H.R. 3624, Fraudulent Joinder Prevention Act of 2016

H.R. 3624

Fraudulent Joinder Prevention Act of 2016

Rep. Ken Buck


February 25, 2016 (114th Congress, 2nd Session)

Staff Contact

Floor Situation

On Thursday, February 25, 2016, the House will consider H.R. 3624, the Fraudulent Joinder Prevention Act of 2016, under a structured rule. H.R. 3624 was introduced on September 28, 2015 by Rep. Ken Buck (R-CO) and was referred to the Committee on Judiciary, which ordered the bill reported by a vote of 13 to 10 on February 3, 2016.

Bill Summary

H.R. 3624 establishes a uniform standard for determining whether a defendant has been fraudulently joined to a lawsuit in order to defeat federal diversity jurisdiction. In addition, the legislation also makes clear that Federal courts may consider evidence outside the pleadings when deciding a motion to remand a case that been removed to Federal Court, as well as whether the plaintiff has shown a good faith intent to pursue a judgment against a non-diverse defendant.


Under current law, plaintiffs can choose to bring certain claims in federal or state court. In some cases, plaintiffs may view state courts as more favorable because of litigation strategy or timing, whereas, defendants may view federal courts as more desirable. In such cases, courts must determine which jurisdiction is proper. [1] The law of federal jurisdiction allows trial lawyers to keep a case in state court if they sue a defendant from another state as long as they also sue a local defendant in the state in which they are filing the case. According to the committee, this has been a practice abused by trial lawyers.[2] Under H.R. 3624, federal courts would have to deny a motion to transfer if they find that the plaintiff has misrepresented a defendant’s state of citizenship, made a claim against a specific defendant that is not plausible under current state law, or is not made in good faith.[3]

A “fraudulently joinded” defendant is a local defendant who has no proper connection to the controversy. In the early 1900’s, the Supreme Court established the fraudulent joinder doctrine, which allows the district court to disregard the citizenship of certain nondiverse defendants and prevents plaintiff’s attempts to deprive a party of the right to sue in Federal court. However, the Court has not elaborated upon the doctrine since first recognizing it in the 1900’s.[4]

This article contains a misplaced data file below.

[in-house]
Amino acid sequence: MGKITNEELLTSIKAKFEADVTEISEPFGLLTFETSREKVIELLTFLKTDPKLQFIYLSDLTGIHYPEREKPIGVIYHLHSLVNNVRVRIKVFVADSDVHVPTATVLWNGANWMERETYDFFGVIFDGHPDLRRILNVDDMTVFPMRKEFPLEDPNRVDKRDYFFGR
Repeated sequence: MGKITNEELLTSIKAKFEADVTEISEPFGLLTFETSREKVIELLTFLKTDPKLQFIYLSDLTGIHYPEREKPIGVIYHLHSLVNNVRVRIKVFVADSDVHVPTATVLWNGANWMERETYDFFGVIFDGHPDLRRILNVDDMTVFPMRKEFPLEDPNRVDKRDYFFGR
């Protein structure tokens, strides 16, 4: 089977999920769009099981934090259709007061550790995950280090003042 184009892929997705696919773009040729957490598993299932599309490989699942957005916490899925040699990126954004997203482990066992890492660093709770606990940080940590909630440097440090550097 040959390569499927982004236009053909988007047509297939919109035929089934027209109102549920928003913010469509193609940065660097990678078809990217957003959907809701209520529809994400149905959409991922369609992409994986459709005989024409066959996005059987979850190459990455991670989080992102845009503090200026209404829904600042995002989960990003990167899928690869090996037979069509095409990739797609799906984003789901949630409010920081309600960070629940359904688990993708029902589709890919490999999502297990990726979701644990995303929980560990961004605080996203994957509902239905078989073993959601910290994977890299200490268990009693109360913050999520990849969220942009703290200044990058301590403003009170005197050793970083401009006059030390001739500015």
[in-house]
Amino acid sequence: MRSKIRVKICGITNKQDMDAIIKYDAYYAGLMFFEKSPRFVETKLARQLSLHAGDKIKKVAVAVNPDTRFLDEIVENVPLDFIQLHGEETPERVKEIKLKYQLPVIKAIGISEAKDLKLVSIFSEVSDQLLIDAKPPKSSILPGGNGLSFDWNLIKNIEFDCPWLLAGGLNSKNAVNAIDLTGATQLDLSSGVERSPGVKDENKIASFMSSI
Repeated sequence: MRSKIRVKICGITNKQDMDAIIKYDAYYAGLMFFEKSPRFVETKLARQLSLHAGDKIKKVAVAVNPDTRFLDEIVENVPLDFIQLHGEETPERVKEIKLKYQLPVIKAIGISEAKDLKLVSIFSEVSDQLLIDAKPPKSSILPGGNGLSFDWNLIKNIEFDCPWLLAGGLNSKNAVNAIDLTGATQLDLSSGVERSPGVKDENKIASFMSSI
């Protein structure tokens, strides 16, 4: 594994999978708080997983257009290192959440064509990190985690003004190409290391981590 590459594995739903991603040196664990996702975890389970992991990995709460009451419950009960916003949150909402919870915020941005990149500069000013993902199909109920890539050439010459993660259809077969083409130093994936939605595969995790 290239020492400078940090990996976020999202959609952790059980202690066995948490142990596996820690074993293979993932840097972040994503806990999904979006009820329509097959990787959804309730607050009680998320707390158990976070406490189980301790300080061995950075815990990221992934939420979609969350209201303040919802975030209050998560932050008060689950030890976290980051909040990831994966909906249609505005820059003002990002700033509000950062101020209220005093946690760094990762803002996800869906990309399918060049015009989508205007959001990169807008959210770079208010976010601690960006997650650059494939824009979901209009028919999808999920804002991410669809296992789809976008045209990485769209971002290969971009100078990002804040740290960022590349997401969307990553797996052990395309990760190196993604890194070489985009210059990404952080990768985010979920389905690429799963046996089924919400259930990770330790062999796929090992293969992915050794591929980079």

In testimony provided to the Committee, “Plaintiffs’ attorneys have a strong incentive in lawsuits targeting out-of-state businesses to name as an additional defendant a local individual or business that had only a tangential or peripheral role in the case. Doing so allows the plaintiff’s lawyer to litigate the case in a state court viewed as favorable to the plaintiff, whether due to a perception of bias against out-of-state defendants, procedures that favor plaintiffs, or other advantages.”[5] Oftentimes a defendant is removed from litigation once the case has been remanded to a state court, but by that point significant harm has been placed on the individual or business. According to the Committee, this bill will provide out-of-state defendants a better opportunity to secure a neutral federal forum and protect local individuals and small businesses from being dragged into a courtroom when any involvement is “peripheral at best.”[6]

[1] See CBO Score on H.R. 3624
[2] See House Report 114-422 at 2.
[3] See CBO Score on H.R. 3624
[4] See House Report 114-422 at 3.
[5] Id.
[6] Id at 3


The Congressional Budget Office (CBO) estimates that implementing H.R. 3624 would not have a substantial effect on the workload of the federal courts and therefore would not include significant costs to discretionary spending. Because enacting the bill would not affect direct spending or revenues, pay-as-you go procedures do not apply.


  1. R Ken Buck (R-CO) – MANAGER’S Amendment – This amendment makes technical changes to the bill, strikes references to any multiple defendants and replaces them with references to single defendants.
  2. Matt Cartwright (D-PA) – This amendment creates a separate exception for plaintiffs seeking compensation resulting from the bad faith of an insurer.

Additional Information

For questions or further information please contact Jake Vreeburg with the House Republican Policy Committee by email or at 3-1555.